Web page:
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Review: HBO's 'Camping' Is Perfect For Anyone Who Wanted an Excuse to Hate Jennifer Garner and David Tennant

By Dustin Rowles | TV | October 15, 2018 |

By Dustin Rowles | TV | October 15, 2018 |


Camping-Trailer-HBO.png

HBO’s eight-episode comedy Camping, adapted from the Julia Davis British series of the same name by Lena Dunham and Jenni Konner, feels like the kind of series designed to ensure that we hate every single character on it so that the final episode can somehow redeem the irredeemable. Based on the pilot episode, I’m not sure there’s a shovel, backhoe, or an oil drill big enough to dig these characters out of that hole.

Jennifer Garner stars as Kathryn McSorley-Jodell, who is hosting a camping trip for the birthday of her husband, Walt (David Tennant). If Kathryn were a supervillain, her name would be Type A. She is awful, an unbearably pushy, painfully anal-retentive taskmaster who endeavors to plan a camping trip among lifelong friends down to the minute, who rushes friends to finish their meals so they can stay on schedule, and who demands eye contact with a sister-in-law who doesn’t like her. Her husband is an emasculated pushover, and they haven’t had sex for two years because of what is apparently a series of made-up conditions Kathryn diagnoses herself with (“Would you like me to use my hand,” she offers her dejected husband half-heartedly). Every second the show spends with her is agonizing.

I love Jennifer Garner. I hate this character, and to be fair, she is meant to be loathed. It’s like Girls in a way, where every character is meant to be offputting and obnoxious, but with Girls, there was at least the prospect that they might one day become better people. These characters are middle-aged, and that prospect is dim, at best.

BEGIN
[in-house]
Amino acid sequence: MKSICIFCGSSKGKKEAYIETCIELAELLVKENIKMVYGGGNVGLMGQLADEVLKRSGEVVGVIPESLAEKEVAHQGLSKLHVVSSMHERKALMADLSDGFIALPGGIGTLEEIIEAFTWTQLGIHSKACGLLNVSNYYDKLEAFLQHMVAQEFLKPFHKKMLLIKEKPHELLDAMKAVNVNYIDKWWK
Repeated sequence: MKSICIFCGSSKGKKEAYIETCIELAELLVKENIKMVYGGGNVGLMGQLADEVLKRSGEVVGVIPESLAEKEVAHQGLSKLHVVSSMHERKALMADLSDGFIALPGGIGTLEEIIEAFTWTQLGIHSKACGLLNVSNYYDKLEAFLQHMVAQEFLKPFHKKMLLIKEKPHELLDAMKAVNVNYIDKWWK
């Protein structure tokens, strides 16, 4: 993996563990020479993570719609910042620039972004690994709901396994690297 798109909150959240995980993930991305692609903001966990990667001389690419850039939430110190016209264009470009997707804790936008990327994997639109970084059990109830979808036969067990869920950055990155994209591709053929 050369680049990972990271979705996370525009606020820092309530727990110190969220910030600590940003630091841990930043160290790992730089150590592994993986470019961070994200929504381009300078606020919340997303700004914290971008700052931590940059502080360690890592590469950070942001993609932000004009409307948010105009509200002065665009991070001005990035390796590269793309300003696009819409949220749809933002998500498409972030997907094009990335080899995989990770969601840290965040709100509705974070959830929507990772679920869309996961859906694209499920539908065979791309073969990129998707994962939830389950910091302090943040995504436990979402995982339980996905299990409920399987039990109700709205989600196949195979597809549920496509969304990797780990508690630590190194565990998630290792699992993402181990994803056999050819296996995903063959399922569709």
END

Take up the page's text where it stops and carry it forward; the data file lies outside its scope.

To be sure, there’s a lot of talent involved, although it’s wasted on terrible intentionally unlikable characters. Ione Skye plays Kathryn’s mousy sister, Carleen, while This Is Us’ Chris Sullivan plays her lazy grouch of a deadbeat husband (“I drove,” Carleen says, “because Joe always says, ‘It’s much more trying for the person in the passenger’s seat.’”) Brett Gelman plays Walt’s brother, George, and Gelman’s real-life wife Janicza Bravo plays his wife, Nina-Joy, and so far, they are the least obnoxious characters. George is an overly gregarious drunk, while Nina-Joy seems to be the only character who understands how awful everyone is but also the character with the least amount of personality.

Janice (Juliette Lewis), the new girlfriend of the recently divorced friend, Miguel (Arturo Del Puerto), is meant to be the antagonist to the already antagonizing Kathryn. She’s a free-spirit, hippie-type who confronts Kathryn about her pelvic floor and later takes her clothes off and goes skinny dipping during the bird-watching hike. When everyone follows her lead, Kathryn’s forehead veins nearly exploded, as her meticulously scheduled plans fall apart.

That’s almost certainly where much of the season’s comedic friction will come from — between Kathryn’s rigidness and Janice’s refusal to follow the rules — though it’s hard to describe a show with such unpleasant people as a “comedy.” There are some great lines, to be sure (“Carleen, do you have to narrate every fucking thing? It’s like living with David Attenborough,” Goerge says to his wife before yacking), but it’s almost impossible to get over how insufferable and entitled these characters are enough to appreciate the occasional witty line.

In fact, when Jennifer Garner and David Tennant signed onto Camping, I didn’t understand how that made any sense, and I briefly entertained the thought that Dunham was trying out a comedy better suited to the Garner and Tennant we know. That is decidedly not the case. I think Dunham took the gig as a challenge: Is it possible to make an audience hate Jennifer Garner and David Tennant?

To Dunham’s credit, she has succeeded wildly. Yet, in spite of how thoroughly unpleasant the series is, I am intrigued just enough to want to know the ultimate point of the series. I trust that there must have been something worthy of adaptation here, and I’m curious enough to watch to find out what. It’s the same reason I watched the entire run of Girls, though I am still waiting on that show’s redemptive moment.



Dustin is the founder and co-owner of Pajiba. You may email him here or follow him on Twitter.



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